Too Personal a Tale

Sometime early during the first year of the closing of the society because of the pandemic, I began to have occasional anxiety attacks. The episodes would come sometime after sunset and most typically late at night when everything was quiet, and I had the chance to consider the insanity of what was going on around me in an environment in which time and sanity seemed to have become something entirely different from what they had once been in a mad, but somewhat comprehensible world.

With a graduate degree in counseling and aware of how therapeutic interventions had been distorted by ludicrous theories of human behavior, I was hesitant to seek out help for this battle with anxiety that seemed to be happening all around me in what appeared to be a common happening. I was also hesitant because airing private laundry and admitting weakness is not part of the false “American” myth of rugged individualism and making it alone.

I never went in for a narrative of Dylan’s “too personal a tale,” in a somewhat different context. But, the constant drumbeat of death and the closing down of the society and its resulting demand for isolation of a kind finally took its toll. From New York City, where I had travelled weekly to take care of family business as the pandemic took especially lethal hold, came tales of endless sirens screaming through the night.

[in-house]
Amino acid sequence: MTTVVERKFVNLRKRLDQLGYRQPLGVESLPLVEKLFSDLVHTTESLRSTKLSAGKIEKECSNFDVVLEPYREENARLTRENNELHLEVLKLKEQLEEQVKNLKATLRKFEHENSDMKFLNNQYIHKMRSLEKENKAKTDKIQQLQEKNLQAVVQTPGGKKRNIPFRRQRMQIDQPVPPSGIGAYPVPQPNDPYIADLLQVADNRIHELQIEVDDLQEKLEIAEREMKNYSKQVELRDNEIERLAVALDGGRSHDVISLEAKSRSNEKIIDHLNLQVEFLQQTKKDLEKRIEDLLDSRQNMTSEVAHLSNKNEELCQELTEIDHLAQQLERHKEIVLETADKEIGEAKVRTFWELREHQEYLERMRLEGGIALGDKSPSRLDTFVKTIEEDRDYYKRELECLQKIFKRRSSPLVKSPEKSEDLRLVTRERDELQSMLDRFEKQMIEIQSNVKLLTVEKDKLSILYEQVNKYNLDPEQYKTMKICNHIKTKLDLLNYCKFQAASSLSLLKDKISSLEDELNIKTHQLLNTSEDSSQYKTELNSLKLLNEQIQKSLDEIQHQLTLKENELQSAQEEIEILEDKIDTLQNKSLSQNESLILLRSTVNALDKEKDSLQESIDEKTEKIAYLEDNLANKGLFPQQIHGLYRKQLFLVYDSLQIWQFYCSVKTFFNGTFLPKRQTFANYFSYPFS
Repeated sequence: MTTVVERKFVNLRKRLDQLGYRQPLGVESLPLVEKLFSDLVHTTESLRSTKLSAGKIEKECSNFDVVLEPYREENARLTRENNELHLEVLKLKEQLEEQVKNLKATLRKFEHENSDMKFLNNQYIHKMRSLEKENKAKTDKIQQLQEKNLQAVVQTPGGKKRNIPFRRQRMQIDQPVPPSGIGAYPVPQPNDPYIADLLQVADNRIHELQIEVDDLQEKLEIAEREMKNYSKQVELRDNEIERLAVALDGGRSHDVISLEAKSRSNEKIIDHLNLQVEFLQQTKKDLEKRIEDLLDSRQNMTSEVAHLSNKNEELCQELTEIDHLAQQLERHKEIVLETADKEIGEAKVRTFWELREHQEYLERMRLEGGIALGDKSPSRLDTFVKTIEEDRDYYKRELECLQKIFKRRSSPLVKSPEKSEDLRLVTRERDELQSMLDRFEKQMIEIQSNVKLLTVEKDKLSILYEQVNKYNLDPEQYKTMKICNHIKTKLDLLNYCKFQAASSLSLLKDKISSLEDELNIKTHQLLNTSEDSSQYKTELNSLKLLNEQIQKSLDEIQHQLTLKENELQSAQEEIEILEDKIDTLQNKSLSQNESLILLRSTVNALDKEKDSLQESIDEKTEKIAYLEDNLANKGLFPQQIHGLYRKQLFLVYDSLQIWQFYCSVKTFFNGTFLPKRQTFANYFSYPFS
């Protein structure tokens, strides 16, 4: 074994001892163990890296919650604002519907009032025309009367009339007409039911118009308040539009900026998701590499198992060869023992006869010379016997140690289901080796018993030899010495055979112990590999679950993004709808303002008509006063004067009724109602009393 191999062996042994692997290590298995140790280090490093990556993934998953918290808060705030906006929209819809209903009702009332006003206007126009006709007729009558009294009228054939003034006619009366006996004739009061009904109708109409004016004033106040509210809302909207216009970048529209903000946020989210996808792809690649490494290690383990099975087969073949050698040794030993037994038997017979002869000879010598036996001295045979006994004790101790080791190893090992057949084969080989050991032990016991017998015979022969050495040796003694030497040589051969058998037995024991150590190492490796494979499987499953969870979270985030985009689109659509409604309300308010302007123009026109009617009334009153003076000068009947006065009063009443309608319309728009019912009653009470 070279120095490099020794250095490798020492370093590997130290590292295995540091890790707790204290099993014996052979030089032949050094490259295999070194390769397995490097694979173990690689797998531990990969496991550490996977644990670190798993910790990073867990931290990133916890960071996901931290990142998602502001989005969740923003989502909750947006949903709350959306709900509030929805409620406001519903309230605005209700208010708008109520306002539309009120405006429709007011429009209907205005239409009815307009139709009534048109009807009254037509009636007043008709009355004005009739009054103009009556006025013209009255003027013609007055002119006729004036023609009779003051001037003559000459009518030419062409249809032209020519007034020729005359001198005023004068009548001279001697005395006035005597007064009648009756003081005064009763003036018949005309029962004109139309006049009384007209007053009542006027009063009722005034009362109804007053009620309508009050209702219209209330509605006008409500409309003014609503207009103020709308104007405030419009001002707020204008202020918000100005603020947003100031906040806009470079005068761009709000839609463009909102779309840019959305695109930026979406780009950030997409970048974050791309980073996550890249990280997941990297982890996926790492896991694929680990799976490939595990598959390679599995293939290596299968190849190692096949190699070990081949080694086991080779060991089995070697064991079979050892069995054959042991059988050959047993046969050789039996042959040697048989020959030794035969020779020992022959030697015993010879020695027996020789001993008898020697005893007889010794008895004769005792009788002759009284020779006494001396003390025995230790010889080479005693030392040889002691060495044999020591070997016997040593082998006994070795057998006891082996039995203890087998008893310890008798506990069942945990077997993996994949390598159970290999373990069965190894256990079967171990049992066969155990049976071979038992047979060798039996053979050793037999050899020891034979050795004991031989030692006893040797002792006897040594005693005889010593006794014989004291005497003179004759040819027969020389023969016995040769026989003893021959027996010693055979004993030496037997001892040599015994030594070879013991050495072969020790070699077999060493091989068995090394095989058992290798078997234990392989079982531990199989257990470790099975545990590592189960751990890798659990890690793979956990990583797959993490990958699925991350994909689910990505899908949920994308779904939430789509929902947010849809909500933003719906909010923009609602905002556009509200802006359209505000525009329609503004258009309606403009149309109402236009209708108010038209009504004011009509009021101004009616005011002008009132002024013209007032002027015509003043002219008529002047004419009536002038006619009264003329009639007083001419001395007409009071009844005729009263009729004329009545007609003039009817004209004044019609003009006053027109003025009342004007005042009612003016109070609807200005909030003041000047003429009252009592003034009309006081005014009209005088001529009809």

Then the real insanity took hold. I used a referral list from Psychology Today to look at the professional biographies of local clinicians and steered far away from those who claimed to offer personal fulfillment and expanding one’s horizons. I had had enough of that glad-talking have a good day rhetoric in the laundering of psychoanalysis US style. They, both the university where I studied and the discipline, filled my graduate program with the language of feelings in working with clients and skewed toward what Russell Jacoby writes about in his seminal work on the history of psychoanalysis after Freud in Social Amnesia: A Critique of Contemporary Psychology From Adler To Laing (1975).